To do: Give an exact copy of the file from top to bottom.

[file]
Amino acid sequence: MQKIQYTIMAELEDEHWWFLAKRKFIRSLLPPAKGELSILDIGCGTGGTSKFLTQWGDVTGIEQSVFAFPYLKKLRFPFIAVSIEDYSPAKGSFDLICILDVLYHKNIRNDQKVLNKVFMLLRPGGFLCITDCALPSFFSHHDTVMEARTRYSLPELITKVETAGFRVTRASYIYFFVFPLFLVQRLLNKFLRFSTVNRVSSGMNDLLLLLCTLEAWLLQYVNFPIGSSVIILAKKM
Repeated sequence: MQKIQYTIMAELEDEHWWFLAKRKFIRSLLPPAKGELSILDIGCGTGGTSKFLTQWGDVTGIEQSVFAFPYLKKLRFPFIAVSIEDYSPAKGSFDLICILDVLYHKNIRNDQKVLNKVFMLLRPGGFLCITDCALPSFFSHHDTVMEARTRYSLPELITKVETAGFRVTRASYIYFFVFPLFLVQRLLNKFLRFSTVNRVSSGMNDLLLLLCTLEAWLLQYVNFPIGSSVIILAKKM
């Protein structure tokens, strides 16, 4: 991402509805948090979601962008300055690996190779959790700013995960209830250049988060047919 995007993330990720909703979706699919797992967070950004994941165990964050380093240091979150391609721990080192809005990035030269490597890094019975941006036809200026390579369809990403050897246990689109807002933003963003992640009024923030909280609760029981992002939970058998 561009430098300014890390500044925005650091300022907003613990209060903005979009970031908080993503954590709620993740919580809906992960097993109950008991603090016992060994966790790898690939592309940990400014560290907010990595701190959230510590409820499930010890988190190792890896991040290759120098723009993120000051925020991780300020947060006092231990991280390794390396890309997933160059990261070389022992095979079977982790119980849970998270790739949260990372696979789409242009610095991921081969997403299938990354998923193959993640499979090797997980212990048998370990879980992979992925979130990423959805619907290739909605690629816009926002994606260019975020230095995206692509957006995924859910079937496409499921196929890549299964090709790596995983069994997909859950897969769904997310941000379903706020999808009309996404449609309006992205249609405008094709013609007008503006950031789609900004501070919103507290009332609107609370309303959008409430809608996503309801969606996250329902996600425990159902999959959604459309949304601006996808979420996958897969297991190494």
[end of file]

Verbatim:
Amino acid sequence: MQKIQYTIMAELEDEHWWFLAKRKFIRSLLPPAKGELSILDIGCGTGGTSKFLTQWGDVTGIEQSVFAFPYLKKLRFPFIAVSIEDYSPAKGSFDLICILDVLYHKNIRNDQKVLNKVFMLLRPGGFLCITDCALPSFFSHHDTVMEARTRYSLPELITKVETAGFRVTRASYIYFFVFPLFLVQRLLNKFLRFSTVNRVSSGMNDLLLLLCTLEAWLLQYVNFPIGSSVIILAKKM
Repeated sequence: MQKIQYTIMAELEDEHWWFLAKRKFIRSLLPPAKGELSILDIGCGTGGTSKFLTQWGDVTGIEQSVFAFPYLKKLRFPFIAVSIEDYSPAKGSFDLICILDVLYHKNIRNDQKVLNKVFMLLRPGGFLCITDCALPSFFSHHDTVMEARTRYSLPELITKVETAGFRVTRASYIYFFVFPLFLVQRLLNKFLRFSTVNRVSSGMNDLLLLLCTLEAWLLQYVNFPIGSSVIILAKKM
């Protein structure tokens, strides 16, 4: 991402509805948090979601962008300055690996190779959790700013995960209830250049988060047919 995007993330990720909703979706699919797992967070950004994941165990964050380093240091979150391609721990080192809005990035030269490597890094019975941006036809200026390579369809990403050897246990689109807002933003963003992640009024923030909280609760029981992002939970058998 561009430098300014890390500044925005650091300022907003613990209060903005979009970031908080993503954590709620993740919580809906992960097993109950008991603090016992060994966790790898690939592309940990400014560290907010990595701190959230510590409820499930010890988190190792890896991040290759120098723009993120000051925020991780300020947060006092231990991280390794390396890309997933160059990261070389022992095979079977982790119980849970998270790739949260990372696979789409242009610095991921081969997403299938990354998923193959993640499979090797997980212990048998370990879980992979992925979130990423959805619907290739909605690629816009926002994606260019975020230095995206692509957006995924859910079937496409499921196929890549299964090709790596995983069994997909859950897969769904997310941000379903706020999808009309996404449609309006992205249609405008094709013609007008503006950031789609900004501070919103507290009332609107609370309303959008409430809608996503309801969606996250329902996600425990159902999959959604459309949304601006996808979420996958897969297991190494």